Saturday firmly starts the next age in the long history of USC football. A new coach on the sideline, a lot of fresh talent on the roster, a rediscovered confidence in winning, a new conference (soon), a restored faith from fans, and a changing vibe in Los Angeles.
But that doesn’t mean there aren’t still questions.
Well, sort of.
There isn’t really much doubt that USC will defeat Rice at the Coliseum on Saturday afternoon. Even though both teams are coming off of 4-8 seasons, the programs couldn’t be in much more opposite states of mind. After all, the Trojans are 32.5-point favorites for a reason.
Still, all that overhaul listed earlier means that a lot of people have to get comfortable in their new environment —playing under new coaches; blocking, communicating with, and catching passes from new teammates; directing new players.
Not only that but also, as revealed in USC’s soft launch of its 2022 depth chart, figuring out who the heck is going to start for the Trojans.
As you can see, that’s a lot of ORs, a staple of head coach Lincoln Riley’s depth charts during his time at Oklahoma. There are a couple of ways to view that lack of decisiveness: either USC lacks top-end talent at those positions that can separate to become obvious starters, or the Trojans simply have a ton of starter-caliber players thanks to our new friend, the transfer portal.
We should start to find the answer to that debate, particularly on the defensive side of the ball, in the Trojans’ season-opener against Rice. Some notable places on the depth chart that are still yet to be decided include starting nods at running back, left tackle, tight end, outside linebacker, and practically the whole defensive line.
As much fun as the USC offense will be to see in action for the first time in a real game, the defensive line is a really important area to keep an eye on throughout the game. Rice does have a fairly experienced offensive line, returning 92 total starts, so this unit won’t be a pushover at the line of scrimmage. The Owls will rely on their run game to try and keep this one close, so this will be an important first game for USC’s interior defensive line, an area of worry heading into the season.
The outside edge of the Trojans’ defensive line is just as interesting, as the USC pass rush has probably the highest ceiling of any defensive position group. Tuli Tuipulotu has the potential to be the Pac-12 Defensive Player of the Year at defensive end, and former top recruit Korey Foreman is finally back healthy at edge rusher after a summer battling injuries.
“We envision it being a rotation,” defensive coordinator Alex Grinch said of the competition between Auburn transfer Romello Height and Foreman. “Certainly [Foreman] is a guy that should see some significant playing time on Saturday.”
“Korey has great potential,” added Height. “He’s going to be a monster.”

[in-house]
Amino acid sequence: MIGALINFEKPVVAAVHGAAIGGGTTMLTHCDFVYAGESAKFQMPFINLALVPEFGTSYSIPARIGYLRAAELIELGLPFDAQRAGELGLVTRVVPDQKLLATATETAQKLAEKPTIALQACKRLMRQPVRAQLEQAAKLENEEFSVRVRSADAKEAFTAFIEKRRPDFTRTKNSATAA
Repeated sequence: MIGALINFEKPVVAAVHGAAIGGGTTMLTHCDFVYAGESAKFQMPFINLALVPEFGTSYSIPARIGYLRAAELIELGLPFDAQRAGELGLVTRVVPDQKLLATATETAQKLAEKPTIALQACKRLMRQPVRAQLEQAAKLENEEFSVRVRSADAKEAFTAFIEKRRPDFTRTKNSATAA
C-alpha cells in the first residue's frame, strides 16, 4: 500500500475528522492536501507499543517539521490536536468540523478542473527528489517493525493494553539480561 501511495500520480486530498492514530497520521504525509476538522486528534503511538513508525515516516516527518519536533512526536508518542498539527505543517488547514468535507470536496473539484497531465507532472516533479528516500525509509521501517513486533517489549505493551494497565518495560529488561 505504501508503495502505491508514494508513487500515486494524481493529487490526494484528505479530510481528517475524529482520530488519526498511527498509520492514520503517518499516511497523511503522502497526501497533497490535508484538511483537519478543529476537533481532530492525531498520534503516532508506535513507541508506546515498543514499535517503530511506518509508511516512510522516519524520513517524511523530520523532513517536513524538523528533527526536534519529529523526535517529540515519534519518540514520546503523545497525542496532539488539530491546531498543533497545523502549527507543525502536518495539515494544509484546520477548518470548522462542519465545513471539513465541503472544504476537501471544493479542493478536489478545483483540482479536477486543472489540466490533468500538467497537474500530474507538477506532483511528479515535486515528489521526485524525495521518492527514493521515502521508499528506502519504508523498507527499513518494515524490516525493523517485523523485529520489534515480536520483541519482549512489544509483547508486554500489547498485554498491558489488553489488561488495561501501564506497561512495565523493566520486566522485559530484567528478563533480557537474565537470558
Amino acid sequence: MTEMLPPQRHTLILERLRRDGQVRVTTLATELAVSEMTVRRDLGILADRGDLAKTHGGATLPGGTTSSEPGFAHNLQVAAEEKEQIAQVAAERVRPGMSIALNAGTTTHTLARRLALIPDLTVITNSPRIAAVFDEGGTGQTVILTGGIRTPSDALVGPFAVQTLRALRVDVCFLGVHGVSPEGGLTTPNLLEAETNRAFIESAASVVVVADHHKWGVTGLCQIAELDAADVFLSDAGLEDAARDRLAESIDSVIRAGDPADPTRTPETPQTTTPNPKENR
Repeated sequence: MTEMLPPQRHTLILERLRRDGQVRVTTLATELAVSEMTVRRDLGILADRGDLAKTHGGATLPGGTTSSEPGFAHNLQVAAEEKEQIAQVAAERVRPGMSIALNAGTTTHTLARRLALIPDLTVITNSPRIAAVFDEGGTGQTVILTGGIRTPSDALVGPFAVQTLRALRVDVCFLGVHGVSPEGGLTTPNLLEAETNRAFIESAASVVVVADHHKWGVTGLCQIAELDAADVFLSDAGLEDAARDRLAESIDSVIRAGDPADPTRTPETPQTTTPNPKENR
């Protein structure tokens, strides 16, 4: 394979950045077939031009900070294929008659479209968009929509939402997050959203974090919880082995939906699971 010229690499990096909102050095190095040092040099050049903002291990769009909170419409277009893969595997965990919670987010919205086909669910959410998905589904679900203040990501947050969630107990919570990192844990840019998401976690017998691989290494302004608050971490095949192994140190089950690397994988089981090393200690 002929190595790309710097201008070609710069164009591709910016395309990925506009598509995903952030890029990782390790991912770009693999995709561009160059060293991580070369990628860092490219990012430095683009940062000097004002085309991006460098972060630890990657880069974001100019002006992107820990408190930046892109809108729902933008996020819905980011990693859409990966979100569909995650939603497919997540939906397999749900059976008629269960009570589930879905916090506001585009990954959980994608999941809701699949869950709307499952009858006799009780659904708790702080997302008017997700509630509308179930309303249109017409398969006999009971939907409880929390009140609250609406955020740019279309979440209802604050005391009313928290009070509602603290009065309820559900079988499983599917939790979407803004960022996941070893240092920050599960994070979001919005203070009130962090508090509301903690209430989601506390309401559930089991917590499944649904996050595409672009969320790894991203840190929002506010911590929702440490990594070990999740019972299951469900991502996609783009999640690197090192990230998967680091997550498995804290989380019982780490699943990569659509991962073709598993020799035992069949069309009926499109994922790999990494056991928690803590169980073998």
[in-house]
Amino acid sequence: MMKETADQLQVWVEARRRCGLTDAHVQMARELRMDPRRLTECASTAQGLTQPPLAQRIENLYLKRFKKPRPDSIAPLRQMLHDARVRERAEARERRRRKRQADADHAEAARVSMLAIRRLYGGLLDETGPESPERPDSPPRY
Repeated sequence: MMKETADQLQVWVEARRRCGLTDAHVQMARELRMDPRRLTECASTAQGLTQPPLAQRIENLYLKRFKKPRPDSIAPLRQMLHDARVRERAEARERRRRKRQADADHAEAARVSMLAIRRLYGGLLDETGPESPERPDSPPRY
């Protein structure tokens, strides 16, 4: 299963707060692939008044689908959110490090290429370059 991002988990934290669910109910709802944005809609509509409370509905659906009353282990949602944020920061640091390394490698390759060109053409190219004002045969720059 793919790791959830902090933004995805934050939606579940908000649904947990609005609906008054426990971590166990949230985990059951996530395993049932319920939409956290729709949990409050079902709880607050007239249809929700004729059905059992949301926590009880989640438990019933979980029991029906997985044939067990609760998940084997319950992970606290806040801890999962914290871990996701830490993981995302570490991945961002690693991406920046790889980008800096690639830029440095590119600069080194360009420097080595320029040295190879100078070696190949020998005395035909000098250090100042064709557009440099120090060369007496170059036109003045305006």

Additionally, in the defensive backfield, Max Williams will be an interesting player to watch. He moved from nickelback to free safety following a knee injury that forced him to miss all of last season. Colorado transfer cornerback Mekhi Blackmon will need to step up early as a veteran amongst a somewhat inexperienced group of defensive back starters.
On the other side of the ball, there’s still plenty to be ironed out as well in the talent-packed skill positions.
“The competition has been great…everybody gets a good, fair share of the rotation in practice,” Stanford transfer Austin Jones, who shares the top spot on the running back depth chart with Oregon transfer Travis Dye, said Wednesday. “There’s no jealousy or anything like that — we all just come out here and compete.”
Riley added on Thursday that all four running backs on the depth chart, also including TCU transfer Darwin Barlow and true freshman — and five-star recruit — Raleek Brown, will see plenty of snaps against Rice.
With temperatures at the Coliseum on Saturday expected to hit the low-to-mid 90s, don’t be shocked if USC slows this game down and matches the Owls’ run-heavy tempo.
But that doesn’t mean the Trojans won’t also be able to exploit a fantastic matchup for its passing offense. Rice has consistently had one of the worst secondaries in the nation under current head coach Mike Bloomgren, and USC is loaded three spots deep at each receiver position. Going back to the heat, expect plenty of rotations between those wide receivers as well to keep everyone fresh. After all, when Gary Bryant Jr. is battling to just be a second-string option, you’re doing pretty well in that position group.
“I think we could live up to the hype. I think we are the top receiver room in the nation,” said Brendan Rice confidently after Wednesday’s practice. And he’s got a case.
Finally, who won’t be excited to see Oklahoma transfer quarterback Caleb Williams for the first time in true game fashion at the Coliseum? He was named a team captain this week, something he said had been a dream for him after his final year of high school football was canceled due to COVID.
“[Rice] is a good group, and I can’t wait to get out there and play against somebody else other than Calen [Bullock] and Korey and all of them,” Williams said. “That’s what I’m really excited to see, is all of us out there fighting for that one goal…to win.”
Saturday is a game for USC to have fun. There’s no need yet to worry about immediately living up to the hype. Instead, this is a game to let out all of the built-up excitement of the offseason, and dial in the fundamentals as a unit against an easily inferior opponent.
If you’re the betting type, 32.5 points is a lot for the Trojans to cover, but expect them to roll over Rice comfortably to begin a new era in Los Angeles.